Genny Innocencio-Marcial, the executive director for external affairs and membership of the IT and Business Process Association of the Philippines (IBPAP), regards the prevailing low rental rates in the city and the presence of IT Parks accredited by the Philippine Export Zone Authority (Peza) right in its heart as among the advantages that boost Davao City’s competitiveness as a BPO location.
The Peza-accredited IT facilities include the SM City Davao IT Center, the HAI Global Building, the Abreeza Corporate Center, Robinson’s Cybergate Center, the IT Building 3 of the Topaz Tower and the Matina IT Park.
Holganza said increasing BPO investors’ preference also says something about Davao’s existing pool of talent. The presence of talent is the most important factor BPOs consider when choosing a location, she said, which goes to say that the existing pool of talent in Davao must be competitive.
“The greatest consideration [of BPO locators] beyond the [salary rate of workers] is how big is the talent pool,” Holganza says.
Leechiu confirms this in a separate interview. “Although the relatively low power cost in Mindanao is a big savings for BPO companies, they do not come here because of the power savings,” Leechiu says. “They come here for the labor.”
He said that labor represents a big chunk of the BPO investors’ cost, and a decisive part in choosing a location. “It’s really about labor and labor represents a very big chunk of the company’s cost,” he says.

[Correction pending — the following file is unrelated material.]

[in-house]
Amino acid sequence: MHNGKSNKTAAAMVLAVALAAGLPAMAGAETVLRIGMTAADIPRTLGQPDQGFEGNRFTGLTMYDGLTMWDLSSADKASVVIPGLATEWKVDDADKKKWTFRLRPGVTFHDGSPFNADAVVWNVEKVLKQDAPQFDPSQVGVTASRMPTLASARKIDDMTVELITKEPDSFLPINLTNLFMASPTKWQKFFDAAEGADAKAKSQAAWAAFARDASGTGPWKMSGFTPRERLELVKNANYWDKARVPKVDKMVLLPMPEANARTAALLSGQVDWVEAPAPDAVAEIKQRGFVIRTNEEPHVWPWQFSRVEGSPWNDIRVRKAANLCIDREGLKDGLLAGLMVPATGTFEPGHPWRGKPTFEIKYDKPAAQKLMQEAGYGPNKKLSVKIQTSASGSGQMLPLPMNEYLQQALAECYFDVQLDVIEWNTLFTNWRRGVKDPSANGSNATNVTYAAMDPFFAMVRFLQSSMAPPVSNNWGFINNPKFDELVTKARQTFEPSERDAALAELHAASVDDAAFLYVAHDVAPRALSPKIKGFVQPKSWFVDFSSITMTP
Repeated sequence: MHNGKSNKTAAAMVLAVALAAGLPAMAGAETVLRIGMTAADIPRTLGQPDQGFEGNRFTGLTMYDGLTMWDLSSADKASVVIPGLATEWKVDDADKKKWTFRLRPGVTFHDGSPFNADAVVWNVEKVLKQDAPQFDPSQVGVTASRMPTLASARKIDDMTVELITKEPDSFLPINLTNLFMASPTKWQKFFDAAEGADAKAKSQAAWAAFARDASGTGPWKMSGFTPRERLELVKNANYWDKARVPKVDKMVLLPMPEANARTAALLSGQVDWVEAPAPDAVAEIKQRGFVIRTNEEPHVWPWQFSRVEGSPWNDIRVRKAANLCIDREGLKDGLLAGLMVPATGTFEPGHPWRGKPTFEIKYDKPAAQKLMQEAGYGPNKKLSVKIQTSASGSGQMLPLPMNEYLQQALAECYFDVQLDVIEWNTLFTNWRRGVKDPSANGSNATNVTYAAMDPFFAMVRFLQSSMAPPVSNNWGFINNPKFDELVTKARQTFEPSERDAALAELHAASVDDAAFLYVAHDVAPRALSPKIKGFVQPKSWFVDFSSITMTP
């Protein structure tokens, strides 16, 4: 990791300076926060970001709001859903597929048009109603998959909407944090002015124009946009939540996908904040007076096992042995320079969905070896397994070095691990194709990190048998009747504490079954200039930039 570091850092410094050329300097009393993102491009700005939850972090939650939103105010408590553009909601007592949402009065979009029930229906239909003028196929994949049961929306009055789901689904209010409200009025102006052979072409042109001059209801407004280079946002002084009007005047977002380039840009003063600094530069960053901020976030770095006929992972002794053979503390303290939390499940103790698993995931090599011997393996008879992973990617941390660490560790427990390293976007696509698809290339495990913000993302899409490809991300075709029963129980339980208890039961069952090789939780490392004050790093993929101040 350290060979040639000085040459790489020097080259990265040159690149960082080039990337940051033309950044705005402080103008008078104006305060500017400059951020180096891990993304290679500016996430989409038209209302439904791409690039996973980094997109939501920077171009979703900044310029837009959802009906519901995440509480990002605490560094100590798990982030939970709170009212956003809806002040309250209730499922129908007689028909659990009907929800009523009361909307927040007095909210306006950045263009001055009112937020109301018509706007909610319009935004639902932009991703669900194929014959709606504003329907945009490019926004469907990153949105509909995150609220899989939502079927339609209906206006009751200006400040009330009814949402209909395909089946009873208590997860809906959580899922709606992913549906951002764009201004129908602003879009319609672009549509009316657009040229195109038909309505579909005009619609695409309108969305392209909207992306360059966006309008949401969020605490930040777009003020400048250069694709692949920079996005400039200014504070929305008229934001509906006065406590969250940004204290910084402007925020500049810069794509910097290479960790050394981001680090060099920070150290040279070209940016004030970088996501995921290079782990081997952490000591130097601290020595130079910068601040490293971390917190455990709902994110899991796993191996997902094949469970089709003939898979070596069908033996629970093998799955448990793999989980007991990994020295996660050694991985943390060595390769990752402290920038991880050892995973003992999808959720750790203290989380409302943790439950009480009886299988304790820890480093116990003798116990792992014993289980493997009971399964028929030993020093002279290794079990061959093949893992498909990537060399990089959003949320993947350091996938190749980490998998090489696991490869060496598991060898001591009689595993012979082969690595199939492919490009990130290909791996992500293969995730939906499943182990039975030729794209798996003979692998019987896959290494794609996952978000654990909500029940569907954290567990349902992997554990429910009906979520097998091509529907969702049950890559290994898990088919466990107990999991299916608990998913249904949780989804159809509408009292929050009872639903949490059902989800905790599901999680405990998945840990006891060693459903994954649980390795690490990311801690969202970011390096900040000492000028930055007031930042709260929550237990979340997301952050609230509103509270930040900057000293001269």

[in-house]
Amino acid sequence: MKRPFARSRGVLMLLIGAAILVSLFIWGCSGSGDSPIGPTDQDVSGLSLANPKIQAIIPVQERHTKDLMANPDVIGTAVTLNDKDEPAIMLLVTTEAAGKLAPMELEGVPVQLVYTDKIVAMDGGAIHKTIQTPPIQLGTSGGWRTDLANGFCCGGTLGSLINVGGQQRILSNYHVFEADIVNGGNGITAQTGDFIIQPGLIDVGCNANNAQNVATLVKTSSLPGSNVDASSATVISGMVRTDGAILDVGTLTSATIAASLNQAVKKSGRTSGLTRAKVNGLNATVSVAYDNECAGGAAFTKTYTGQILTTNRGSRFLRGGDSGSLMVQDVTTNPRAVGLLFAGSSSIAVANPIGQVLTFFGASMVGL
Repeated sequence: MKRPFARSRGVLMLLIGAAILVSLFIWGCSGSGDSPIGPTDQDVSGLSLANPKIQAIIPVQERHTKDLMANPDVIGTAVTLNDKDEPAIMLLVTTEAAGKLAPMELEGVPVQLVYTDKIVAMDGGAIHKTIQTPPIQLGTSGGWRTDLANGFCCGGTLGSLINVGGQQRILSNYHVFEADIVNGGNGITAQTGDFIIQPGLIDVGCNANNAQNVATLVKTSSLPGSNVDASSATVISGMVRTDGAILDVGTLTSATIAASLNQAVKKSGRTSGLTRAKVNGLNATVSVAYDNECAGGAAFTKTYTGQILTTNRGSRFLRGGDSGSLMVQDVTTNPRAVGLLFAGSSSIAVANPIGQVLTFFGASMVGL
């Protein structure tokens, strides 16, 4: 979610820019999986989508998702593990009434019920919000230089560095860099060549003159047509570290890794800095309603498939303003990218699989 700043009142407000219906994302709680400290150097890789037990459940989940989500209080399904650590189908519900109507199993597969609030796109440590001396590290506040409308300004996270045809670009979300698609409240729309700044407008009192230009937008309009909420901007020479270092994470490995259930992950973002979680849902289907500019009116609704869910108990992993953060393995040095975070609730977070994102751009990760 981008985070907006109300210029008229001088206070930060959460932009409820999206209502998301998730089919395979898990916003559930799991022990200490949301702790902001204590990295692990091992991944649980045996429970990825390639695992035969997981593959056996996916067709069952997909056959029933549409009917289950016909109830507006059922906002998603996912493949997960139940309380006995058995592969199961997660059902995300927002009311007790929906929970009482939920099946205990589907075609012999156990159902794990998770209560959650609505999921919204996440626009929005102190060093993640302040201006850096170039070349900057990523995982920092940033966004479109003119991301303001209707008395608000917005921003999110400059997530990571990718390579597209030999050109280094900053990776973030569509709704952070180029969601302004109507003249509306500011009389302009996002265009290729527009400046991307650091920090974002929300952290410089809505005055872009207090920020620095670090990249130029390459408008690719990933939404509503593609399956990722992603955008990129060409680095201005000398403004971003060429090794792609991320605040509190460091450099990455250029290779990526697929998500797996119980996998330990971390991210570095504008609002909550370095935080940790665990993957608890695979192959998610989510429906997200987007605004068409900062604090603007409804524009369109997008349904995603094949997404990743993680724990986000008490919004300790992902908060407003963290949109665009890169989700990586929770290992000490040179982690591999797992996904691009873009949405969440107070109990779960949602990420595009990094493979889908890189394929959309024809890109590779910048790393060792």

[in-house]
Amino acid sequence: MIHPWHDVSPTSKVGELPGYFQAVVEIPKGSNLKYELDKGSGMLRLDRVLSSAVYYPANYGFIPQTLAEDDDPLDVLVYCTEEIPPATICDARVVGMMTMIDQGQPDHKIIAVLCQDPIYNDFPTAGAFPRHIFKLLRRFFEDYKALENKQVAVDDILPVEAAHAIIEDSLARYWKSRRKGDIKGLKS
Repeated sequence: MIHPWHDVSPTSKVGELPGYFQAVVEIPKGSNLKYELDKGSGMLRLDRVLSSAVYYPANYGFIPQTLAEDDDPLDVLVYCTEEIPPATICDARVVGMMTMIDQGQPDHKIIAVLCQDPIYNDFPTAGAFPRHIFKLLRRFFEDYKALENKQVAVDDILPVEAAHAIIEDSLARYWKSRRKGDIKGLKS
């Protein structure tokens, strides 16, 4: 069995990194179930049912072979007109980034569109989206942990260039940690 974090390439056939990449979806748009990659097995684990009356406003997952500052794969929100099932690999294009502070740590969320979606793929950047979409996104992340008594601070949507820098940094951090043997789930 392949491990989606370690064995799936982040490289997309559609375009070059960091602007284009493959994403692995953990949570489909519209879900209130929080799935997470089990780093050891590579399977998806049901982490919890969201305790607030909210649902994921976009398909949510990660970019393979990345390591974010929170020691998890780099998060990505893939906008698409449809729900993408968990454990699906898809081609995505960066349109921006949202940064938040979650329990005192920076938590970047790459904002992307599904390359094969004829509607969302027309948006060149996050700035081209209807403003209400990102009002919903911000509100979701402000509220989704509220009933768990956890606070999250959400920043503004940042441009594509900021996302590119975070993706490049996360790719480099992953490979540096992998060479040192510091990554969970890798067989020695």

Matunog says that even in the software development sector alone, the quality of Davao’s IT talent remains unmatched, some of them even figuring in Philippine start-up challenge competitions in 2014, and other mobile app competitions, such as Sweep and Idea Space.
“We’re winning in most competitions,” Matunog says. “Our talent is very competitive. Our only problem is that we are not graduating enough.”
Matunog explains that because of the government’s moratorium on IT and nursing courses, schools cannot graduate more than 1,000 (IT and nursing students) each year.
“But once the moratorium is lifted, we expect we can go beyond 1,000 graduates a year,” he says.
“Yet, each course takes four years, so, the earliest we can realize this will be in another three years,” he adds.
But Leechiu says there was something about Davao that other BPO companies may not be able to find in other areas in the country competing for the BPO investment market. Even if Davao City has a population base of only two million—in contrast, Cebu has three million—BPO companies can easily access another population base of two million in just a three-hour drive from the city.
“You can tap two million, three or four million easily by car, which means, it’s a lot easier to have a labor catchment here in Davao than in Cebu, where a prospective call center worker will have to travel from one island to another, to reach Cebu.”
“The wide access to labor in other areas of Mindanao makes Davao attractive for BPO locators,” Leechiu says, “And that is at a cheap cost because I imagine taking a bus ride an hour away is cheaper than taking a ferry from Dumaguete to Cebu.”
He also notes that many BPO companies are coming to Davao after they have overcome concerns about security, happy with the way Davao City Mayor Rodrigo Duterte has enforced the law and established Davao as one of the safest cities in the world. Germelina Lacorte, Inquirer Mindanao